Monday, May 9, 2016
Youcat commented through CCC – Question n. 140 - Part II.
(Youcat answer - repeated) Democracy operates on the principle that all power comes from the people. In the Church, however, all power comes from Christ. That is why the Church has a hierarchical structure. At the same time, however, Christ gave her a collegial structure as well.
A deepening through CCC
(CCC 875 a) "How are they to believe in him of whom they have never heard? and how are they to hear without a preacher? and how can men preach unless they are sent?" (Rom 10:14:15). No one - no individual and no community - can proclaim the Gospel to himself: "Faith comes from what is heard" (Rom 10:17). No one can give himself the mandate and the mission to proclaim the Gospel. The one sent by the Lord does not speak and act on his own authority, but by virtue of Christ's authority; not as a member of the community, but speaking to it in the name of Christ.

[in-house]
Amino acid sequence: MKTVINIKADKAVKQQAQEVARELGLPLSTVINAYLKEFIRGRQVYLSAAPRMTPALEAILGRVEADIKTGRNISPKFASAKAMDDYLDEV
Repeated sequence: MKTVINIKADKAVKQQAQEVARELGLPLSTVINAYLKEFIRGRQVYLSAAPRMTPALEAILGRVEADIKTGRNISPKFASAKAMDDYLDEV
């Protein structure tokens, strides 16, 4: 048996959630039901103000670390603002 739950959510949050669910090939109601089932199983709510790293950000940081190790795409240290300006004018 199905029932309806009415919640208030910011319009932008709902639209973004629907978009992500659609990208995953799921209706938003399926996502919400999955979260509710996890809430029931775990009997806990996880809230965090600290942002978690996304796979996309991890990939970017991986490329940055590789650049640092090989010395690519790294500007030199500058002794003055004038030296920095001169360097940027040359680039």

Reflecting and meditating
(Youcat comment) The hierarchical element in the Church consists in the fact that Christ himself is the one who acts in the Church when ordained ministers, by God’s grace, do or give something that they could not do or give by themselves, in other words, when they administer the sacraments in Christ’s place and teach with his authority. The collegial element in the Church consists in the fact that Christ entrusted the entire faith to a group of twelve apostles, whose successors govern the Church, with the Pope, the Petrine ministry presiding. Given this collegial approach, councils are an indispensable part of the Church. Yet even in other administrative bodies of the Church, in synods and councils, the manifold gifts of the Spirit and the universality of the Church throughout the world can be fruitful.
(CCC 875 b) No one can bestow grace on himself; it must be given and offered. This fact presupposes ministers of grace, authorized and empowered by Christ. From him, they receive the mission and faculty ("the sacred power") to act in persona Christi Capitis; deacons receive the strength to serve the people of God on the diaconia of liturgy, and charity, in communion with the bishops and his presbyterate.